The opposition Socialists accused the government of corruption and fraud in the 2009 elections and called for more rallies last week.
Albanian lawmakers voted in mid-January to set up a special inquiry to investigate the protests, noting the "commission will examine all the evidence to reveal the truth about the coup d'etat staged Jan. 21 with the aim of overthrowing the constitutional order."
European Commission President Jerzy Buzek issued a statement condemning the violence in Albania, expressing "deep regret" for the loss of life in the incidents.
The World Bank joined members of the international community in reminding the Albanian government that years of "remarkable progress" shouldn't be undermined by political unrest.
"We have been following with deep sorrow and growing concern the recent tragic events in Tirana and the increase in political tension in the country," the joint statement read.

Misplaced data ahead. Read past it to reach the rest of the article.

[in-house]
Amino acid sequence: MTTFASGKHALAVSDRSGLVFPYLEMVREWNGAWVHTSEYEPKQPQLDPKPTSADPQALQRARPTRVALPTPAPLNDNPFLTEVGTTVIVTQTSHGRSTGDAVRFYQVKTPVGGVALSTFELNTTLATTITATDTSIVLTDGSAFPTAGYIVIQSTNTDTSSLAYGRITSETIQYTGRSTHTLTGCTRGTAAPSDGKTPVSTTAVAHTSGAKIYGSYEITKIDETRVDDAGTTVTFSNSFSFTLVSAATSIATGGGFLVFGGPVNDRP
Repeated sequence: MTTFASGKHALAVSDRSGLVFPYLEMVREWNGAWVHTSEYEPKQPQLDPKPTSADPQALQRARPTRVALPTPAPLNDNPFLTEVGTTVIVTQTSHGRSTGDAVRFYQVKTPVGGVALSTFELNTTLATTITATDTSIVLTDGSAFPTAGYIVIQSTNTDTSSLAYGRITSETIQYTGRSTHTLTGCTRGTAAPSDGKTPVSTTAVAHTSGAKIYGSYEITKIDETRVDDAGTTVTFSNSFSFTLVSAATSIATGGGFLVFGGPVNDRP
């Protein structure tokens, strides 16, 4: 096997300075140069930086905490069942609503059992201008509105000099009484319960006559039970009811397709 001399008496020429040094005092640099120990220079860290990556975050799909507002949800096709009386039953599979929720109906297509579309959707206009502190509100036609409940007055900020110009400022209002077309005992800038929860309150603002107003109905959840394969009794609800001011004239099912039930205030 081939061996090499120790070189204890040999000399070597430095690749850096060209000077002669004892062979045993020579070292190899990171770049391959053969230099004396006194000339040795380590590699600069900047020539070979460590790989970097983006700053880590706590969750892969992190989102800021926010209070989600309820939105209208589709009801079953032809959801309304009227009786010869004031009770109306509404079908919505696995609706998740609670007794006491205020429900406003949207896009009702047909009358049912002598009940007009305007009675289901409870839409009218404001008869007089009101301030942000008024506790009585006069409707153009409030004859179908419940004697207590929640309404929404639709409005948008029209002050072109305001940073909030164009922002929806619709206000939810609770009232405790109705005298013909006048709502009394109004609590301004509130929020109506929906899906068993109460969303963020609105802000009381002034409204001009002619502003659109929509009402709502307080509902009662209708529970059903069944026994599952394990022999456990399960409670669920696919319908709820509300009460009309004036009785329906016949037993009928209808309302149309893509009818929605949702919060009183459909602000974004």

Albania's political problems are tied to the 2009 elections, which weren't recognized by the opposition. It alleges the election was rigged to favor Prime Minister Sali Berisha.
The joint declaration expressed "serious concern" over the negative impact of political tensions in Albania.
"We appeal to all our counterparts, political leaders and citizens of Albania -- to work together toward a better future for their country," the statement read.
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